It’s no secret—along with all the cookies and carolers and ugly sweaters, the holiday season can bring some big stressors, from finances and family conflicts to overscheduling and more. Feeling more Bah, humbug! than Fa la la la la? We spoke with three local yoga studio owners and instructors and asked for tips on how to manage the not-so-cheery moments.
One of the main ways stress shows up and wreaks havoc is through breath patterns (holding the breath, breathing shallowly), which essentially convey a message to the body that we are not safe to let go, rest, digest or relax. Once that is the message of the breath, the physiology and psychology (and therefore the perspective) all orient toward that feeling. So a great way to reduce stress is to check in with your breath regularly. Intervene at the level of the breath to call yourself home to this moment.
I often tell clients to post notes all around that say “Deep Breath” to remind themselves to tune in. Or set an alarm to go off every 30 minutes and take 10 deep breaths.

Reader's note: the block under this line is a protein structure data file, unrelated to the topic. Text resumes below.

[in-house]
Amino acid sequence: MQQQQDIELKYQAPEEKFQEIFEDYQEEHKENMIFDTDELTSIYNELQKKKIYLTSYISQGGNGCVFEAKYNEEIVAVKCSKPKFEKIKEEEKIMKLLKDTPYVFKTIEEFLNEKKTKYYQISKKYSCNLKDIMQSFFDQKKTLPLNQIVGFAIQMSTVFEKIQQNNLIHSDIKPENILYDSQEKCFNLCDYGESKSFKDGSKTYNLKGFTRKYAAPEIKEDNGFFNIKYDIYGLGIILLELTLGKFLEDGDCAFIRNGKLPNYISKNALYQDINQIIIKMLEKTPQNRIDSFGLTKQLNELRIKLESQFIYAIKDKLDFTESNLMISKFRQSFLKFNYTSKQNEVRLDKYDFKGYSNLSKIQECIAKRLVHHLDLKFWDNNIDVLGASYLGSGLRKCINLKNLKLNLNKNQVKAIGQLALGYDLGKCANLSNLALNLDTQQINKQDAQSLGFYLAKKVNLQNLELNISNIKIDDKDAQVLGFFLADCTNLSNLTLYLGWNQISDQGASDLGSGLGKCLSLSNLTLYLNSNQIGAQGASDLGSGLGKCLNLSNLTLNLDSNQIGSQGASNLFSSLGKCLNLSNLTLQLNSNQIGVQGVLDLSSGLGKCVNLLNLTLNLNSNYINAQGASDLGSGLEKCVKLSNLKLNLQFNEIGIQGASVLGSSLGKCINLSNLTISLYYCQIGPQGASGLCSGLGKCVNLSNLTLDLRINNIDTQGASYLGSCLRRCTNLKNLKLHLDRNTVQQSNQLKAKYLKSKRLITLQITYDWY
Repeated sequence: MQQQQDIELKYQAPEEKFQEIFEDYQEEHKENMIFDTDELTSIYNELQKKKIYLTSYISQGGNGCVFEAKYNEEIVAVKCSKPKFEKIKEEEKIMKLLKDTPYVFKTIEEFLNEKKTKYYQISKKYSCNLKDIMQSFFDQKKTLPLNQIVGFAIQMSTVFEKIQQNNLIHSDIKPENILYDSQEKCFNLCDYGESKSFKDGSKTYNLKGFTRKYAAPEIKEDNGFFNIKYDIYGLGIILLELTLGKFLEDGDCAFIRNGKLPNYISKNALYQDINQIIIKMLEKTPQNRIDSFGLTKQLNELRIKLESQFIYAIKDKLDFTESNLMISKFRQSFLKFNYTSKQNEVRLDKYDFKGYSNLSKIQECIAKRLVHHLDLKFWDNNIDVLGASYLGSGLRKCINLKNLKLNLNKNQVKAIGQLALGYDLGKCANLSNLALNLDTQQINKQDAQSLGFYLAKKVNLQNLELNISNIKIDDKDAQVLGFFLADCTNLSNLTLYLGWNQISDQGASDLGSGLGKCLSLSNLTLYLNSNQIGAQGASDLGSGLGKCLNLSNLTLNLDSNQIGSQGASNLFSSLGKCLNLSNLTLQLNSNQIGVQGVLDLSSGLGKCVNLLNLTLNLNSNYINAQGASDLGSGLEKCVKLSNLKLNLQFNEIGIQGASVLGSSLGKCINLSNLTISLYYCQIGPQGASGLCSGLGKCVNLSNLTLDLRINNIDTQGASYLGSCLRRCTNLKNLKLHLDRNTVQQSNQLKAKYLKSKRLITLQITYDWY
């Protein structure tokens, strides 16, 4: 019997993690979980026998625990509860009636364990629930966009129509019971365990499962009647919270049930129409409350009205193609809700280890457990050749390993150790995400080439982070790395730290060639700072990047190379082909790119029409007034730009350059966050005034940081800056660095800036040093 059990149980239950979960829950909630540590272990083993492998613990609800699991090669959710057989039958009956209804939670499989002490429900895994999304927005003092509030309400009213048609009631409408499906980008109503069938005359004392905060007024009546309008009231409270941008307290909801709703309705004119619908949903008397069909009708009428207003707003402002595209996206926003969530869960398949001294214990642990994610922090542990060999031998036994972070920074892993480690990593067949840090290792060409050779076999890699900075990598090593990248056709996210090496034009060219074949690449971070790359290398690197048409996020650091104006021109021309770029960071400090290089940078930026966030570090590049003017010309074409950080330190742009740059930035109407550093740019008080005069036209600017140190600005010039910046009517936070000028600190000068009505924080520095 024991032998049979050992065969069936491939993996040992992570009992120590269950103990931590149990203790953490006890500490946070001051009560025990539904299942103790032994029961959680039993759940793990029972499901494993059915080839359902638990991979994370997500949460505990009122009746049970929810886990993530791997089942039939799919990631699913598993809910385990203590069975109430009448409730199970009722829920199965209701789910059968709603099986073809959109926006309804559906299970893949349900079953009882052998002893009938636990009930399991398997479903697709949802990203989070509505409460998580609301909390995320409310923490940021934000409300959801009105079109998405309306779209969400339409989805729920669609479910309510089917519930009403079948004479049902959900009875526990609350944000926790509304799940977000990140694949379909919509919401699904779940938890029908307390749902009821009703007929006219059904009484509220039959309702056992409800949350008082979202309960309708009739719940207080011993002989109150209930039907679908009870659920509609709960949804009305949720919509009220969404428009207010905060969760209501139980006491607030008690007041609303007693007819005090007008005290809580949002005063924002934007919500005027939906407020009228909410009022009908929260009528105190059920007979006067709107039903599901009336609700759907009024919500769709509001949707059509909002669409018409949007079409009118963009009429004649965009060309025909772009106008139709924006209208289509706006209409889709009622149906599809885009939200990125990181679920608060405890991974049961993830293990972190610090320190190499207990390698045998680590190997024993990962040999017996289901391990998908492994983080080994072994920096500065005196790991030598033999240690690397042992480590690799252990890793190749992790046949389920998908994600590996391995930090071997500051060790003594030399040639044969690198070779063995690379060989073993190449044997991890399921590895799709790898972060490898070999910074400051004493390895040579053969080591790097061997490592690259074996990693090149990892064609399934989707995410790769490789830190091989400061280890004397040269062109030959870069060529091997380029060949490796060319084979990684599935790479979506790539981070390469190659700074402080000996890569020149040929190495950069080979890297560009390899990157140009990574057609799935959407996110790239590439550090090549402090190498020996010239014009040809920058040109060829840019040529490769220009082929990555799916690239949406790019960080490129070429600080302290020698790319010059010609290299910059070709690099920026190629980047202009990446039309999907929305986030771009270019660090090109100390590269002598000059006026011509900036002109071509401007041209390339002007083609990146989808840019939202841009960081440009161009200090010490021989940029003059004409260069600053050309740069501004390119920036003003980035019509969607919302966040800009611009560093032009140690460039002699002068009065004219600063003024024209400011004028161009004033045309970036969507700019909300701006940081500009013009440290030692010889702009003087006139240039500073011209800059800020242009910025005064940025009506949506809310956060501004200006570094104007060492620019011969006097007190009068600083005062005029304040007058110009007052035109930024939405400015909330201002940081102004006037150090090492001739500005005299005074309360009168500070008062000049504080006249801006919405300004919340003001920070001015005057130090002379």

Another powerful breath practice is extended exhales. Inhale to a count of four and exhale eight. You can do it driving, sitting or shopping. Just keep the breath’s rhythm steady.
—Jessica Patterson, owner, Root: Center for Yoga and Sacred Studies, rootdownandgrow.com
Set the Navel
The holidays can pack a self-shattering punch as we are encouraged to be in too many places at once, spend beyond our means and succumb to fear-based advertising.
I love starting the day by “setting the navel” as a reminder to put myself first and to create a sanctuary of peace around myself before heading out into situations that trigger my darker, Scroogier aspects.
Start in low boat pose and prepare for breath of fire—sharply exhaling through the nose by pulling the belly in. Do this for three minutes. Modify by supporting the head with one hand or placing one foot on the ground at a time.
Love is where we begin. We can either offer an open hand or a closed fist. So we practice, daily, one breath at a time, remembering that we can create chaos or we can create peace.
By practicing compassion and acceptance, we shed the veil of separation between ourselves and others and only then are able to truly understand peace. There are many opinions and beliefs that cultivate stress and create conflict. We’ve become overly protective and overly concerned; yet every day we have a choice to be mindful in how we interact with the world and with ourselves.
—Amanda Neufeld, owner, Yoga Studio Satya, yogastudiosatya.com
by Kirsten Akens